The children are told that travel is also important in business. Whether it is travelling to meet clients or shipping products across the world, travel helps to keep businesses running.

With this pack participants can create a guess the flag game with Scratch, design the cars of the future and complete a travel word search. 

The technical activity is the guess the flag game. In this project, children will create a flag quiz to test themselves and their friends. In the quiz, six flags and the name of a country are displayed and they have to click on the correct flag to match the country. 

All that is needed is a computer capable of running Scratch 3 either online or offline. 

By doing this activity, children will learn how to broadcast a message and have other sprites respond and how to select random items from a list. The practical activity is to design the cars of the future. 

The children are told that cars have developed significantly over the past 100 years, becoming more reliable, safer and more environmentally friendly. 

Many say that hybrid and electric cars are the future, with petrol and diesel vehicles being much worse for the environment. 

They are then asked what they want from the cars of the future and if they can design one. It  can be a drawing, model or presentation and the children are asked to consider how their vehicle will be powered. 

For example should it be petrol, electricity or solar? What will it be  made from and will it require a driver? Will it travel on the road or in the air, what cool gadgets will it have and how will it look different to the cars of today?  As ever, the children’s STEM creations can be uploaded to Twitter, LinkedIn and Facebook using using #STEMfromHome and #ExperienceCGI.

The bonus activity  is a word search game with 20 words connected to travel to find. 

As with all the packs in the series the content is presented in a colourful, engaging and straightforward way. Aimed at children aged between six and 14-years-old, activities are designed to be completed from home with minimal resources necessary. Even the youngest children are catered for and should be able to work on at least some of the pack without requiring any adult help.



THE twelfth pack in the series is about music and sound. 

In its introduction, it is pointed out that music and sound plays a big part in people’s lives, whether it is playing favourite songs, listening to the radio in the car or background music in films and TV. Music is also important in business, with the UK music industry worth more than £5bn.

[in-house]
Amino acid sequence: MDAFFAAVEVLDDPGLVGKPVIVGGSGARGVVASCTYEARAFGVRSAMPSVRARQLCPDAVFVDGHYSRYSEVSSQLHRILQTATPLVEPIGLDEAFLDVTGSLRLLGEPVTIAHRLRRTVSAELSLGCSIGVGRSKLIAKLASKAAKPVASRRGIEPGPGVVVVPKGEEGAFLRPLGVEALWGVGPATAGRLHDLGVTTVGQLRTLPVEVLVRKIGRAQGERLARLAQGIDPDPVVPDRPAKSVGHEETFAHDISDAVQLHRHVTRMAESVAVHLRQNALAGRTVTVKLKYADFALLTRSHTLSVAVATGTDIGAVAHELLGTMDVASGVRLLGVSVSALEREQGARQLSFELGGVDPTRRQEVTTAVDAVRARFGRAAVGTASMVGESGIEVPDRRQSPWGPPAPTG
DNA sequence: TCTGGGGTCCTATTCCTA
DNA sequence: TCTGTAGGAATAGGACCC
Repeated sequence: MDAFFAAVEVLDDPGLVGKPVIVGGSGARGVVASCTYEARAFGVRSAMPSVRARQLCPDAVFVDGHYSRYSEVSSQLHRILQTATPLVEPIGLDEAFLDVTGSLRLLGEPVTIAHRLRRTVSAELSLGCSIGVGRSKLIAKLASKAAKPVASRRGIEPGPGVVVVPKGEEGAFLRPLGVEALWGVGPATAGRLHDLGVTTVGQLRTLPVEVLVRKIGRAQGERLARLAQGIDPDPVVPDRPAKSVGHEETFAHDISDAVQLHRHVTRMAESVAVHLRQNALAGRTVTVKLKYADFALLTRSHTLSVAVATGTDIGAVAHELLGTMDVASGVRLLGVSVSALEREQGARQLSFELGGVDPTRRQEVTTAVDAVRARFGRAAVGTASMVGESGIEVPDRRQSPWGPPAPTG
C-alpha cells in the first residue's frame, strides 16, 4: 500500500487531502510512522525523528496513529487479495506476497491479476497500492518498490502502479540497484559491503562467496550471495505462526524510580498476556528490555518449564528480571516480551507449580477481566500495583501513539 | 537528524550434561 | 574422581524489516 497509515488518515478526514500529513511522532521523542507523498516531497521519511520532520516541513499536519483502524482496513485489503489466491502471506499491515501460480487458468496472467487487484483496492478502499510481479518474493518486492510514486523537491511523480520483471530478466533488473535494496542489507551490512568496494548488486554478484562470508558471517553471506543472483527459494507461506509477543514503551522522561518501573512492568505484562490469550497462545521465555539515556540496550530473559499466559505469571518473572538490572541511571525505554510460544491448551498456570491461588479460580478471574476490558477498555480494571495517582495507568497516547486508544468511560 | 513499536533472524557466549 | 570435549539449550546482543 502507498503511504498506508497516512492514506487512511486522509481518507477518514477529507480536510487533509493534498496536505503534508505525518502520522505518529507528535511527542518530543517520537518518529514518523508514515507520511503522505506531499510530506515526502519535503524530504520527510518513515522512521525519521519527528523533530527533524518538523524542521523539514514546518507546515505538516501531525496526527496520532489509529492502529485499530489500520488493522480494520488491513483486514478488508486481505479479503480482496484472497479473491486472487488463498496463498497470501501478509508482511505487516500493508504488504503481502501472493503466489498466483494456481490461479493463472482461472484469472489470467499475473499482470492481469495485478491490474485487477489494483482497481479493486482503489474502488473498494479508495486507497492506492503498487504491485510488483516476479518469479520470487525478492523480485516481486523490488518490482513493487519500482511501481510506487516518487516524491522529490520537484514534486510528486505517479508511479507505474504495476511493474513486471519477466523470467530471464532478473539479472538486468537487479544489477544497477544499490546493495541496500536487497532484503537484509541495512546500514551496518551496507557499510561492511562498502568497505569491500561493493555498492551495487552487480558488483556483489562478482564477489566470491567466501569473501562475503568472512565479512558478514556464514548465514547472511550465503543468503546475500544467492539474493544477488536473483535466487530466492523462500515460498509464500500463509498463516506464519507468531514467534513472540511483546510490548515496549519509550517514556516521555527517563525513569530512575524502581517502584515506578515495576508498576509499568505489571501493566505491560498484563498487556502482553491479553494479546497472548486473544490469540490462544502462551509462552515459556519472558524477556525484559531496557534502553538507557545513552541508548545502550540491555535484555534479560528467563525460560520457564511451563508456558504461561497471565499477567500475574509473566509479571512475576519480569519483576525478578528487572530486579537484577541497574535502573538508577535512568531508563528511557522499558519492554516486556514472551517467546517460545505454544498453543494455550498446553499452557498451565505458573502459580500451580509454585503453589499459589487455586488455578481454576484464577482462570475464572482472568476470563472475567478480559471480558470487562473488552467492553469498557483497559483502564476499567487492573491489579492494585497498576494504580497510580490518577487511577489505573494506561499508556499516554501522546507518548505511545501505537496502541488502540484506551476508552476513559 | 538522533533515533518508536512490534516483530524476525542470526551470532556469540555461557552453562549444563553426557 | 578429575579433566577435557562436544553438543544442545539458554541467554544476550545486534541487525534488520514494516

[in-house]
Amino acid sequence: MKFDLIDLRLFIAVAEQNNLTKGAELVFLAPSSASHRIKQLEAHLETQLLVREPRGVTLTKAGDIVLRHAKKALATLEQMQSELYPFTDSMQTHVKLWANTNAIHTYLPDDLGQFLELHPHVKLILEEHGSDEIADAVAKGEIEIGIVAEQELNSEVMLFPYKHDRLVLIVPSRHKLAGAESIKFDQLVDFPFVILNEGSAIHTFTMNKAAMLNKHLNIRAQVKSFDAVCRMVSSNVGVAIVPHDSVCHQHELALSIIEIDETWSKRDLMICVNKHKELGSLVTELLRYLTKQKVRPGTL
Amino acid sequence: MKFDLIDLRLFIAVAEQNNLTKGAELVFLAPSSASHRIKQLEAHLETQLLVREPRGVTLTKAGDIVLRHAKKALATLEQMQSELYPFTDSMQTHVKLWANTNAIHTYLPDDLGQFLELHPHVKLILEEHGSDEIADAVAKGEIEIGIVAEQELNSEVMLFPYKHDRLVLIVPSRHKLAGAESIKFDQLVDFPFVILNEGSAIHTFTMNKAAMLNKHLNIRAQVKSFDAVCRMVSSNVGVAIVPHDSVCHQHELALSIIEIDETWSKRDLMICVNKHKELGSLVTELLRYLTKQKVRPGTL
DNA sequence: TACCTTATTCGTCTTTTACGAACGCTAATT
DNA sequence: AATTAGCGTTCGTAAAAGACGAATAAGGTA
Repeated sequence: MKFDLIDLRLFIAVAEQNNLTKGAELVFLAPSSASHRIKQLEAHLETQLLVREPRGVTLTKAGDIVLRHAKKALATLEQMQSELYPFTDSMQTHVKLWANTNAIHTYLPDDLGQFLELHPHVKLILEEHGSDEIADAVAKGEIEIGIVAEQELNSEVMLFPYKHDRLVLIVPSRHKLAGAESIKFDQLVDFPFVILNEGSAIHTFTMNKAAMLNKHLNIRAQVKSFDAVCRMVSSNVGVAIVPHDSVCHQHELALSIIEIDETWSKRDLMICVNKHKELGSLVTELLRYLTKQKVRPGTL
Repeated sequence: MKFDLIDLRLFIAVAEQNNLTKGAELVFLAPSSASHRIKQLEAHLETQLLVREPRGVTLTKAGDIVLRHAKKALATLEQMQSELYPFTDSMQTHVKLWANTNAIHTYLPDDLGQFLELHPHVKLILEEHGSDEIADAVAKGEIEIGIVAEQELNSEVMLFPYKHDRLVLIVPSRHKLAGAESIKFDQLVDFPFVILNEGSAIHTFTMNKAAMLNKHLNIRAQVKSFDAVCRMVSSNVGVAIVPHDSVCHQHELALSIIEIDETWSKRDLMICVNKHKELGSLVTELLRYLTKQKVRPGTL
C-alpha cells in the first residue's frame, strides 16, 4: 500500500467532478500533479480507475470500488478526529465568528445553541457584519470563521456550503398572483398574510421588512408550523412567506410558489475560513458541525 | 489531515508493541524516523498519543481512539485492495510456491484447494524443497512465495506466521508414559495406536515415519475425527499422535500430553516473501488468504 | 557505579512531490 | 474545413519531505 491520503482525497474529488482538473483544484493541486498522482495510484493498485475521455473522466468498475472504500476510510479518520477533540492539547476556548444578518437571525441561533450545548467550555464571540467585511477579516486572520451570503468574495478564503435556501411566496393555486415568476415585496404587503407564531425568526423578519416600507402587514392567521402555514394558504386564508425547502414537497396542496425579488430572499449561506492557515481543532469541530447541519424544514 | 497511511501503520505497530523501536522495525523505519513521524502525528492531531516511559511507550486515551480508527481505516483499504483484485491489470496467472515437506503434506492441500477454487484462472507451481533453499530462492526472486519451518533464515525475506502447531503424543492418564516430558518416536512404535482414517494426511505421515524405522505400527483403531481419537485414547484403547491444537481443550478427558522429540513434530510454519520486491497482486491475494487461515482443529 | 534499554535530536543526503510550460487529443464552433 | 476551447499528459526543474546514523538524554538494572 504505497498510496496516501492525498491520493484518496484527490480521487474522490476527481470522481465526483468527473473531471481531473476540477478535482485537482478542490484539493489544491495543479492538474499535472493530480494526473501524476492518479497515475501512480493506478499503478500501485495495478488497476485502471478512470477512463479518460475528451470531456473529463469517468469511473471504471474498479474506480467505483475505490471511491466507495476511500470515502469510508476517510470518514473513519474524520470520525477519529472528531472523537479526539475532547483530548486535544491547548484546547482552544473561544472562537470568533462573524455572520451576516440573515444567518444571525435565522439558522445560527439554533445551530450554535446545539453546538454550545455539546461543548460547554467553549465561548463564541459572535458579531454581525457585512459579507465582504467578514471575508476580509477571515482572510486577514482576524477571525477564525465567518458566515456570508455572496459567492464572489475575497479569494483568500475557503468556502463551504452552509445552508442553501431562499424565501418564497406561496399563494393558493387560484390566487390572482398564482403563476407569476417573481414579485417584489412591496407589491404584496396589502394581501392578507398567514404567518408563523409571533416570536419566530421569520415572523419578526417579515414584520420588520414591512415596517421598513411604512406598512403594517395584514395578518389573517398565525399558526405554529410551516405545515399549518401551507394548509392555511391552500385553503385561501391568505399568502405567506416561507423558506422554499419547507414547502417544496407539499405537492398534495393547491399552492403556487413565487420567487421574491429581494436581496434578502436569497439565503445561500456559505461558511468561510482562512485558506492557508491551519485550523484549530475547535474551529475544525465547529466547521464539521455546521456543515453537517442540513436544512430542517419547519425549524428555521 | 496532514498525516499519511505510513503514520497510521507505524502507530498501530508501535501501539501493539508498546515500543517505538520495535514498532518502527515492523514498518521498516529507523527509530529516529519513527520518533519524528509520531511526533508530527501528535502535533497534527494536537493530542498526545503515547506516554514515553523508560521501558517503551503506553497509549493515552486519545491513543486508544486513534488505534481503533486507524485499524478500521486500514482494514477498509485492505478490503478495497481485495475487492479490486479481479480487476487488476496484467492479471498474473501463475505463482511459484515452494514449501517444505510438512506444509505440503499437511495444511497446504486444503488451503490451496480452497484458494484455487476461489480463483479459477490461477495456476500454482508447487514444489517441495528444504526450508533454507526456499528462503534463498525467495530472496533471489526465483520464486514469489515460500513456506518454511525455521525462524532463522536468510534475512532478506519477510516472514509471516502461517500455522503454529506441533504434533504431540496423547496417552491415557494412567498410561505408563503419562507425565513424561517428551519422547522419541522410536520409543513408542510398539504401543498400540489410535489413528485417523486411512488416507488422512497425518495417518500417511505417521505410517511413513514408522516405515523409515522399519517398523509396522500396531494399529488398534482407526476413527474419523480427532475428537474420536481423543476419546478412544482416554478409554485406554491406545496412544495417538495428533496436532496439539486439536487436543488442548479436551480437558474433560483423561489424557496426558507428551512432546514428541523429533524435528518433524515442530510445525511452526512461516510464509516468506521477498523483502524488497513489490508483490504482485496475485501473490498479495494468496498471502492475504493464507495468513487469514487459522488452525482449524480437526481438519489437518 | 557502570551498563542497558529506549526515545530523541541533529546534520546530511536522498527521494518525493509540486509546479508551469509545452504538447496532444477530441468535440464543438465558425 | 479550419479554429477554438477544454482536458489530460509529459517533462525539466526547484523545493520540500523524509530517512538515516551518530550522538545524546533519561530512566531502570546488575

Businesses use music in adverts to help sell their products and in shops to help set certain moods.  In this pack, children will code a live DJ set, create their own STEM rap and play a game of homemade musical drinking glasses.

First they can learn to rap with Jon Chase, a freelance science communicator, author and rapper based in South Wales. Chase has a passion for scientific thinking and believes that knowledge should be made available in a way that allows as many people as possible the opportunity to gain access to it. 

As a result of this belief, he has written and performed many raps based around science, space, maths and other topics. These raps are used as a fun and engaging way to help students learn the key information about these subjects. His raps can be found on YouTube and there is information about him on his  website. People can also connect with him on LinkedIn and follow him on Twitter. 
This module emphasises that creating raps, songs or poems can be a good revision technique and Chase shows how creating rhymes can help to make even the most complex subjects understandable and memorable.

The task here is for children to create their own rap, song or poem about one of the following topics: science, art, engineering, exercise, maths, friendship, communication, technology or sport. They should aim to make the rap, song or poem around 30 seconds long, highlighting key themes of their chosen topic. 

It can be created as a sound clip, photo or piece of art – whatever they choose.
The technical activity in this pack involves being a live DJ. Here children will learn how to code a live music performance that they can add to and edit without having to stop the music. All that is needed is a computer capable of running Sonic Pi with children learning how to use Sonic Pi Live Loop and how to play random notes and samples.

The bonus activity  is called Musical Drinking Glasses where children learn how to play tunes on drinking glasses containing different amounts of water. As with all the activities in the series, it can be carried out with items found around the home. 

All that is needed is  6-8 identically sized drinking glasses, water, a spoon and a measuring jug.

This article was brought to you in association with CGI as part of The Herald’s STEM campiagn